Give crate training a try, for dogs in your life


Have crate, will travel. The crate is for Fido, a place for him to relax and feel safe, while you, the dog’s owner, travel.


Travel means to crank up Bessie and head for the store, go to work, or out for the evening. Why a crate, cage, wire pen, call it what you will? Because dogs left unattended and free to room the house, are often dogs that commit unrepairable and always expensive damage. You know, ripped drapes, tooth marked door frames, carpet holes, clawed door, that sort of stuff. Sound familiar?


Here’s the advantage of a crate trained dog, an animal that is at its best when it is under control. He’s pestering you — simply send him to his crate. She’s underfoot and is annoying your mother-in-law, the preacher, or your kid’s teacher — no problem, say “kennel” and she is on her way to her kennel.

Fido is bored, you are gone and he is not only bored but frustrated because he wanted to go for a romp — so he starts chewing on an extension cord. Not good. He needs to be crate trained and so does every dog.

Hunting dogs

For a hunting dog, a crate is a must. Muddy dogs want nothing more than to lie on the back seat and without a crate to ride in, he’ll do it. In short, a dog that is crate trained is a better pet.

Ancestors and dens

According to Ethan Pippitt, a Minnesota based dog trainer, dogs are nothing more than the domesticated form of the gray wolf, wild animals that like the safety and comfort of enclosed spaces — their dens. Pippitt equates a crate with a den, somewhere Fido feels safe and comfortable.

So the question is, how to train you dog to recognize his crate as his den, a place he likes, a place that does not represent punishment.

Start young, said Pippitt, who suggests that crate training is the easy part of house training. The key, he said, is to match the size of the crate to the size of young Fido.


The crate should be large enough for the dog to turn around and lay down in without hitting its head on the top but not large enough that Fido can do his business. This is important because dogs, like wolves, don’t really want to lie down in their own mess.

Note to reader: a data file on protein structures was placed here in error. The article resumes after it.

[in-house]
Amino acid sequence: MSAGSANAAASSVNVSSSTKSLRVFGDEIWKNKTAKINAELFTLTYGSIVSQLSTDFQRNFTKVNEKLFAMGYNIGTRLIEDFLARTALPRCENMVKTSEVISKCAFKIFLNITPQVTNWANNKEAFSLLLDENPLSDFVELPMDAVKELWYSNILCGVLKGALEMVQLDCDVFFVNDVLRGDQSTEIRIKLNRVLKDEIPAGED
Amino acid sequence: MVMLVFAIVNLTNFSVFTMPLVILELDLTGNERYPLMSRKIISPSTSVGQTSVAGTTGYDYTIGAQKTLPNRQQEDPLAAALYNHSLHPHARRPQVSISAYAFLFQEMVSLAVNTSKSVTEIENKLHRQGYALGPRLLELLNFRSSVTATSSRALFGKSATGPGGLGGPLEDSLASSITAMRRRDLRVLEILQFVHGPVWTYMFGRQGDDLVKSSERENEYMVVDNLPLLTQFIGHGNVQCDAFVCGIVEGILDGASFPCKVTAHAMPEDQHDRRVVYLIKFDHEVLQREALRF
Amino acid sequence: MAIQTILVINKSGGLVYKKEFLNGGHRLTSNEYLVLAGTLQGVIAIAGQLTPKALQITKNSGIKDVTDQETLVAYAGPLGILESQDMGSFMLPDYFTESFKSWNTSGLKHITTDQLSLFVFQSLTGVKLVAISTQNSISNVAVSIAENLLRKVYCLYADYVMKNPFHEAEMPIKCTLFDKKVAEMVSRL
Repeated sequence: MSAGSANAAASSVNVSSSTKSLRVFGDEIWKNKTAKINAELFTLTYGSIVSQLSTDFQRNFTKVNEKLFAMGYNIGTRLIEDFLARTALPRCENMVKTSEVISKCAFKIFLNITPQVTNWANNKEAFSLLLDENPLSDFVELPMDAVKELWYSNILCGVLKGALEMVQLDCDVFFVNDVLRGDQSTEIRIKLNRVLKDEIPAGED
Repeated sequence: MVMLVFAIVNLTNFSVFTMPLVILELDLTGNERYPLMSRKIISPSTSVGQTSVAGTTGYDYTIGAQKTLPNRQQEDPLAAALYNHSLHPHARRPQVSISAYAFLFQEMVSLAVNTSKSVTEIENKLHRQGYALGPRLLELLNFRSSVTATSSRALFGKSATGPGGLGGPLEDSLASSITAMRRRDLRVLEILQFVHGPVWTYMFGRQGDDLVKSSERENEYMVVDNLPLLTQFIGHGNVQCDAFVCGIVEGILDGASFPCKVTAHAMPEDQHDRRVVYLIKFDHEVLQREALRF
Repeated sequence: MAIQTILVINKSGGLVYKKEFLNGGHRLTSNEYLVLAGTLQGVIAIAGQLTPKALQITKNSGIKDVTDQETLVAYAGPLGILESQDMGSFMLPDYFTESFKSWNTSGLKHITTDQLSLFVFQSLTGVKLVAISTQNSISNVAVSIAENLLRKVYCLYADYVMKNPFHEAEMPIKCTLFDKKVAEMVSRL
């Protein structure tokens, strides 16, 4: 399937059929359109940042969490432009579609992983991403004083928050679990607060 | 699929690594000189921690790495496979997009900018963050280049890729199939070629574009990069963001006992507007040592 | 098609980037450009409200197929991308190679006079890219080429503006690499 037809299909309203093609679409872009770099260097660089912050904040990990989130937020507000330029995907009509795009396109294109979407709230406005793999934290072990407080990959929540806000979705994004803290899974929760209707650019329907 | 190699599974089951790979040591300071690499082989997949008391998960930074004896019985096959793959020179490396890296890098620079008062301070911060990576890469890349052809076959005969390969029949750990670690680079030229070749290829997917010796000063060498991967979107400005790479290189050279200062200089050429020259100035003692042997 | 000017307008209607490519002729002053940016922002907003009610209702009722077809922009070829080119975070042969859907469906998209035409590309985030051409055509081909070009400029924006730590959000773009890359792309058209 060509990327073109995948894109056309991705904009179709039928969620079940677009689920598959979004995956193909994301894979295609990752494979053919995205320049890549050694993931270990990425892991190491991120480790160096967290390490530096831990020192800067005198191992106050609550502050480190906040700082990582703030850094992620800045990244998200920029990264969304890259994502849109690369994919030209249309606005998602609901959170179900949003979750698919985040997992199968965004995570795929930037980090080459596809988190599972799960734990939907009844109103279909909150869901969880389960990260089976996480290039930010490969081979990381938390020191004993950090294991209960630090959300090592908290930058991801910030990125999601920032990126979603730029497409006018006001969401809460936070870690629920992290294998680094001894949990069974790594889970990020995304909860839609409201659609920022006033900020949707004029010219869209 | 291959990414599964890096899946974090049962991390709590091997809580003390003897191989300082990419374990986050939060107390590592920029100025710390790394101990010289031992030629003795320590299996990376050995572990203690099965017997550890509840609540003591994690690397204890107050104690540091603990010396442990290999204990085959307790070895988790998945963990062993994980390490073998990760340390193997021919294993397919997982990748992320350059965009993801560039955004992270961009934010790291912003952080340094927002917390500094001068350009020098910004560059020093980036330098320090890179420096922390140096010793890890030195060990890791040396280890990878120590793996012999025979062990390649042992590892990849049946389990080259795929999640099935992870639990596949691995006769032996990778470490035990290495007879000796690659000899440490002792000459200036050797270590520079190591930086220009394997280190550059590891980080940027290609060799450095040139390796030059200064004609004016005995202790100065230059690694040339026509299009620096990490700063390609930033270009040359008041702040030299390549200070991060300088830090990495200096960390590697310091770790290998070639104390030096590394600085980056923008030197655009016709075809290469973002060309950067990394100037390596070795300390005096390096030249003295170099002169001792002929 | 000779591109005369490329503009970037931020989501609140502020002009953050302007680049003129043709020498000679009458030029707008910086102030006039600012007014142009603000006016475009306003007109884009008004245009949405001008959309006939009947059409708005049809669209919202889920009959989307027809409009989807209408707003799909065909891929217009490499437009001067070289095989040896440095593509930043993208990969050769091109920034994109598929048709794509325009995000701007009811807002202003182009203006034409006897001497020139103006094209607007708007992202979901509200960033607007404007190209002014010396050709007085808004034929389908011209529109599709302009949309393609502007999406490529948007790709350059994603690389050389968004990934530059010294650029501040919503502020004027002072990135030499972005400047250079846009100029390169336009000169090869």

It is equally important to place the crate near an exterior door so that the first place the dog goes when allowed out of the crate is outside. Only when the dog relieves himself, do you let him inside. He’ll be house trained in just weeks and at the same time he will become very receptive to his crate, or kennel.


In fact, the word “kennel” should be spoken every time Fido is placed in his crate. Not every so often, but every time. Fido is a creature of habit and conditioning, he will catch on amazingly quickly.

You may call it Fido’s kennel but he will know it as his den, a place that is his and only his. Our black Lab, Jake, has a wire crate where he gladly spends his alone hours. His crate is seldom closed but he still heads there when instructed and stays there when we are gone.

That is, until he hears the mail lady round the corner miles away. At the sound her truck, Jake lopes to the driveway where he knows he’ll collect a biscuit or two from his favorite lady.

Then it’s back to the den.



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Mike Tontimonia has been writing weekly columns and magazine features about the outdoors for over 25 years, a career that continues to hold the same excitement for him as it did at the beginning. Mike is a retired educator, a licensed auctioneer and marketing consultant. He lives in Ravenna, Ohio and enjoys spending time at his Carroll County cabin. Mike has hunted and fished in several states and Canada from the Carolinas to Alaska and from Idaho to Delaware. His readers have often commented that the stories about his adventures are about as close to being there as possible. He is past president of the Outdoor Writers of Ohio and a member of the Outdoor Writers Association of America. Mike is also very involved in his community as a school board member and a Rotarian.



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